Monday, September 24, 2012

Shaken baby syndrome: Dr Norman Guthkelch's "Swan Song." Possibility of natural causes must be thoroughly explored. (Must Read; HL.)

PAPER: "Problems of Infant Retino-subdural Hemorrhage and Cerebral Edema with Minimal External Injury," by A.N. Guthkelch, published by the Medill Innocence Project.

GIST: "This contribution is offered as a final reflection- after 40 years' consideration - on a problem of apparent child abuse which has caused a lot of controversy since it was first described. Time has been wasted by confusing arguments about whether the triad of subdural hematoma, retinal hemorrhage and cerebral edema constitutes a syndrome with questions as to whether, if a syndrome exists, it is always the result of abusive behavior. For me, the triad may legitimately be classified as a syndrome, but it is not necessarily the result of shaking, or of abusive behavior. What I have to say is therefore intended as a Serious Call - I borrow the phrase from the title of a religious treatise by the 18th century Protestant clergyman, William Law - to members of the medical and legal professions to reconsider these problems with restraint.........Society is rightly shocked by any assault on its weakest members, and demands retribution. But there seem to have been instances where both medical science and the law have gone too far in criminalizing alleged acts of violence of which the only evidence has been the changed clinical state of the infant. Rather, there seems to have been inadequate enquiry into the possibility that the picture resulted from natural causes. In reviewing a number of cases where the alleged assailant has continued to proclaim his/her innocence, I have been struck by the high proportion of these in which there was a significant history of previous illness, and of abnormalities of structure and function of the nervous system. Yet these matters were hardly, if at all, considered in the medical reports. Tuerkheimer has pointed out the fallacy of assuming criminal intent, simply because signs of the classic SBS triad have been found or because no one can think of any other explanation of the infant's injuries, an expert medical witness who answers such a question as "Have you any doubt that given the appalling injuries which this unfortunate infant sustained, they were inflicted, in complete disregard of the danger to his/her life?" in the negative, is exceeding his/her authority."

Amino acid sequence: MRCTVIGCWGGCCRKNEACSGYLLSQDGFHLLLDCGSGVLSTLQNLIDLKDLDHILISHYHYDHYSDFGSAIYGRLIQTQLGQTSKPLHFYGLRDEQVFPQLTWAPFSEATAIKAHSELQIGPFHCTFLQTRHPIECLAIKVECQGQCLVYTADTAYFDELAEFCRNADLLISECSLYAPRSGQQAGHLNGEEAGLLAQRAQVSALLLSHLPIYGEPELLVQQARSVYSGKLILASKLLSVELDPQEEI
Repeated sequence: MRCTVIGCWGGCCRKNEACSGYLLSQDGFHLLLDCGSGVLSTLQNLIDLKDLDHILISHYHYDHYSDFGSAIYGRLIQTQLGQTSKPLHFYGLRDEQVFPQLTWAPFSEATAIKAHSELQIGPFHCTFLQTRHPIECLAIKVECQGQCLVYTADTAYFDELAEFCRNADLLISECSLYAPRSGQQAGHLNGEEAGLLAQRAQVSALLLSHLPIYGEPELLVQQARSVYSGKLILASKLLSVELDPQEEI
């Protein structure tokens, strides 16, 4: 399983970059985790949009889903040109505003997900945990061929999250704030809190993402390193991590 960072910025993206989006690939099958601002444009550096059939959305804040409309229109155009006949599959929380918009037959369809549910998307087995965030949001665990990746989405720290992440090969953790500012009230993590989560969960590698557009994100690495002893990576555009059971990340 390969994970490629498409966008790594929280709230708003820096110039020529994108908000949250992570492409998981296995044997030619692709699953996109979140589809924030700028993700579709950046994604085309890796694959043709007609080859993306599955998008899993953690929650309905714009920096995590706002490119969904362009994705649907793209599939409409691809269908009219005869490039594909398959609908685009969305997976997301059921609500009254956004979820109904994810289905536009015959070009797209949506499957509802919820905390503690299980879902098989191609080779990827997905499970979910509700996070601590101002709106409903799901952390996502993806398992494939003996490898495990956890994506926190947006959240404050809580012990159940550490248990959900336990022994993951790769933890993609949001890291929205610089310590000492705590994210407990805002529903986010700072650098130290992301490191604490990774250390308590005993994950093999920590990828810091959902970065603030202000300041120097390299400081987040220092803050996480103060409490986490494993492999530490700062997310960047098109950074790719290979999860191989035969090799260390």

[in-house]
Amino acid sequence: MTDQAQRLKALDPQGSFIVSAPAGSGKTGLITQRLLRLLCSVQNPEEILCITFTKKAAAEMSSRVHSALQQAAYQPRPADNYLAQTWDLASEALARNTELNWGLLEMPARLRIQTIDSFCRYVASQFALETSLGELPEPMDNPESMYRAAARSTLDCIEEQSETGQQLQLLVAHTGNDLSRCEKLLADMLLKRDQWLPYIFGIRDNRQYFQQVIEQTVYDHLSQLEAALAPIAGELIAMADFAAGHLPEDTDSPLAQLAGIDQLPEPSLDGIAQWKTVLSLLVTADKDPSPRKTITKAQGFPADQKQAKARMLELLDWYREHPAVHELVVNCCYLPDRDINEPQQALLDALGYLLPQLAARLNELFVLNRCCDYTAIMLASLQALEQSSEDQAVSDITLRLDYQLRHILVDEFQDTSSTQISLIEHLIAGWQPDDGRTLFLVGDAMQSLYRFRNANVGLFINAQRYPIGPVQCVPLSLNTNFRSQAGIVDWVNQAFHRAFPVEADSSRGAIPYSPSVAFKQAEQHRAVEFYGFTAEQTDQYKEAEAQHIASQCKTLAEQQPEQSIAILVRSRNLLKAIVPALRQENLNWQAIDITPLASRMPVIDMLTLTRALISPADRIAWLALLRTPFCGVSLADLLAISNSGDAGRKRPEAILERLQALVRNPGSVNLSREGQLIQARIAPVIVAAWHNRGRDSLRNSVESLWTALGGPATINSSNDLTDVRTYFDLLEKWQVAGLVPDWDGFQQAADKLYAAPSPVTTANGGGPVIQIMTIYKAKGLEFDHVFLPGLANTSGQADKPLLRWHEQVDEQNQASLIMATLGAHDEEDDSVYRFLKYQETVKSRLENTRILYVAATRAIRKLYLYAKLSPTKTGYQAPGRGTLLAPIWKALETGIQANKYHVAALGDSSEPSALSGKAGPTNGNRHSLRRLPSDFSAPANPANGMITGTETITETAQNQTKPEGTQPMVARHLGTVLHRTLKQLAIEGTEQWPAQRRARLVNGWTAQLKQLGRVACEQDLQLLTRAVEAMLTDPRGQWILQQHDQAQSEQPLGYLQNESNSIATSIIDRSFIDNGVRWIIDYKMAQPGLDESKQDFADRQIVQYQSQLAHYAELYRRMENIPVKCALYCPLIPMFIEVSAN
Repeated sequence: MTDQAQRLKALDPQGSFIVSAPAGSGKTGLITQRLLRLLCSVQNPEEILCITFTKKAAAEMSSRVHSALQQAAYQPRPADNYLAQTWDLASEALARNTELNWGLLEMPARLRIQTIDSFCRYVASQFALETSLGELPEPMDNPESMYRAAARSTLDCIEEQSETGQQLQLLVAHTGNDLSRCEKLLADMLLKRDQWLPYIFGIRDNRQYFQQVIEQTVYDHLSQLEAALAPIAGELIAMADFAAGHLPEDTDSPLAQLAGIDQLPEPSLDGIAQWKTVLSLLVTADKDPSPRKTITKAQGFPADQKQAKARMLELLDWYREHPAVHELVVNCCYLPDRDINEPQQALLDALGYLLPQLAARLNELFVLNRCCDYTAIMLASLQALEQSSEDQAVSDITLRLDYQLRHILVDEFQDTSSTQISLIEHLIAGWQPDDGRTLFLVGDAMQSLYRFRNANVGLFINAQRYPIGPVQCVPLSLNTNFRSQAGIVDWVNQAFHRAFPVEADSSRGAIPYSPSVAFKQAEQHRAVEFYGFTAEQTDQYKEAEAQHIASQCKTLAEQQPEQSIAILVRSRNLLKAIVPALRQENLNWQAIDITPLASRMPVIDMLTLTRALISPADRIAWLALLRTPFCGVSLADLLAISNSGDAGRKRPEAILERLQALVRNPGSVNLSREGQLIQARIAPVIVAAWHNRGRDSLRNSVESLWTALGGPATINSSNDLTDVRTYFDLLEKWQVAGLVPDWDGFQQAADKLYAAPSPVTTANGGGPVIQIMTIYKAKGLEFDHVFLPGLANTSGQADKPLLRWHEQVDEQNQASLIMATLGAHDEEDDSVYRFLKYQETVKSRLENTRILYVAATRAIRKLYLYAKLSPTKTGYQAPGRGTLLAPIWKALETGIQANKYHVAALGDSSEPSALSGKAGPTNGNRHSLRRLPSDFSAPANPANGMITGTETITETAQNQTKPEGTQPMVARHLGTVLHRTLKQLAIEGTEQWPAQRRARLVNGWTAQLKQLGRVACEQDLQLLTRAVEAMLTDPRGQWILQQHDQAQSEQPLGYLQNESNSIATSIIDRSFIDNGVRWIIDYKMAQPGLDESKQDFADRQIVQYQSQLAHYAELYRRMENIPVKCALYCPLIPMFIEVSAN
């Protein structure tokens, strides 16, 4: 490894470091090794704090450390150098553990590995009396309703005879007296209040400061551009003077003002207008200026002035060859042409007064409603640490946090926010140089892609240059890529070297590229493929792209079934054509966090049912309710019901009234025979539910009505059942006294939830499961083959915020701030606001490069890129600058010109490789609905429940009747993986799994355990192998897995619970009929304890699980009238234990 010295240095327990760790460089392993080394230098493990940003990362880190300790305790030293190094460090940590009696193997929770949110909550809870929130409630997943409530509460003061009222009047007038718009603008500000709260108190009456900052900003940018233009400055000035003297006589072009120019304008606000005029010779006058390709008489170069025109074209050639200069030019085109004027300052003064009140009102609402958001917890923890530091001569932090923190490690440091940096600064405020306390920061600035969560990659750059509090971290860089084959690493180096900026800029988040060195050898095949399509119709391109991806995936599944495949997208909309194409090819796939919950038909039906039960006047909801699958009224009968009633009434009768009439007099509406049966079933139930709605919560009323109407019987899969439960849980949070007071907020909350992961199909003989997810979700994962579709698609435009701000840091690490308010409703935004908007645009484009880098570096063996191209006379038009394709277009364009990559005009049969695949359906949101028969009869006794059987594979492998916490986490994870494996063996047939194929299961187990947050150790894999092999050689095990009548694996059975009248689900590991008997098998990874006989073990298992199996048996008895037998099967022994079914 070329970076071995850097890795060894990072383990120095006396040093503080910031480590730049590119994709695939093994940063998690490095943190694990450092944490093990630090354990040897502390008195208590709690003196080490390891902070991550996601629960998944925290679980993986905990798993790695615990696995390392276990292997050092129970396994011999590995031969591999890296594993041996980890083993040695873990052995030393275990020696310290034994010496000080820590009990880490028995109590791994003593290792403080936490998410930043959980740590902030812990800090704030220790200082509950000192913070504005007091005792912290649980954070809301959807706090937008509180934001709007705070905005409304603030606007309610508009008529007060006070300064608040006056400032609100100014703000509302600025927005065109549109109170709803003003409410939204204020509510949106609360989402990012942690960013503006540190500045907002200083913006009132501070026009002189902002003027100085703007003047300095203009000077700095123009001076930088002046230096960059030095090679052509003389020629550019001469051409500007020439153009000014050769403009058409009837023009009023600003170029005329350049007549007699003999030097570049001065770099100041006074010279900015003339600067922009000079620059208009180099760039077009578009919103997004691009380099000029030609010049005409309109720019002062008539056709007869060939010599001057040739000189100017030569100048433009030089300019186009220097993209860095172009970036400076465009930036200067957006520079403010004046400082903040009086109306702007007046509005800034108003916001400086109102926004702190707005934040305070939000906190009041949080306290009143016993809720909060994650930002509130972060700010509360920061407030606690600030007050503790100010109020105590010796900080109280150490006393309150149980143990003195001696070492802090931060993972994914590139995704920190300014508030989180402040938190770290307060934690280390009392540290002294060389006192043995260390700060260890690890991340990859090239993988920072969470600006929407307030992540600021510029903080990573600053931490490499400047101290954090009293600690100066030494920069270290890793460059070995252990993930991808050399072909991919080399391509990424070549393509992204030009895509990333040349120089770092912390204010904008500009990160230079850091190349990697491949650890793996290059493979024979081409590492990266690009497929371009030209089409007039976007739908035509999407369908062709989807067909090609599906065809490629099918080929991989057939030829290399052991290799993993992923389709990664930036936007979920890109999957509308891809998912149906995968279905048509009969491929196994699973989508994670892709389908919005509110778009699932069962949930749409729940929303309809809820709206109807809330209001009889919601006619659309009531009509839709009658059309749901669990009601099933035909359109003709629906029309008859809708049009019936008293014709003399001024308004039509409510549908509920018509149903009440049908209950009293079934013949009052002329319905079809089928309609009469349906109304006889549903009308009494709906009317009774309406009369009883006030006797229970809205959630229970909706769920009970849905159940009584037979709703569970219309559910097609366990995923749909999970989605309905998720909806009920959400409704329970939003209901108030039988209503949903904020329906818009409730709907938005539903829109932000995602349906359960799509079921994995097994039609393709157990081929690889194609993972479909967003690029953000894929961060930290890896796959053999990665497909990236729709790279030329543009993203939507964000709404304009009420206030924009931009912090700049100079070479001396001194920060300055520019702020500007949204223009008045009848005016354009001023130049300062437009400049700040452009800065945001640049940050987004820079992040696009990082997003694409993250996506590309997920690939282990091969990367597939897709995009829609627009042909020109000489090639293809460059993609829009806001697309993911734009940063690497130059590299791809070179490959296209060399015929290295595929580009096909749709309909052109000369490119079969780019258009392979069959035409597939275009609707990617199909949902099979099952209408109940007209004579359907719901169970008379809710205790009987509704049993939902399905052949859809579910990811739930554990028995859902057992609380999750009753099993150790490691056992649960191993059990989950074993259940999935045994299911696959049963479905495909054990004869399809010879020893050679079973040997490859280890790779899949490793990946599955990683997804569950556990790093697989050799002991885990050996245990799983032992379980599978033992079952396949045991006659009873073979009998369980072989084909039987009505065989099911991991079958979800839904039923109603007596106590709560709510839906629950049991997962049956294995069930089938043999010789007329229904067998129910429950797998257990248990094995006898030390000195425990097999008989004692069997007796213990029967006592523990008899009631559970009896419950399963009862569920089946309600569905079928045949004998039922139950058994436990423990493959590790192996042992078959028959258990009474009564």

The link to this paper can be found at:


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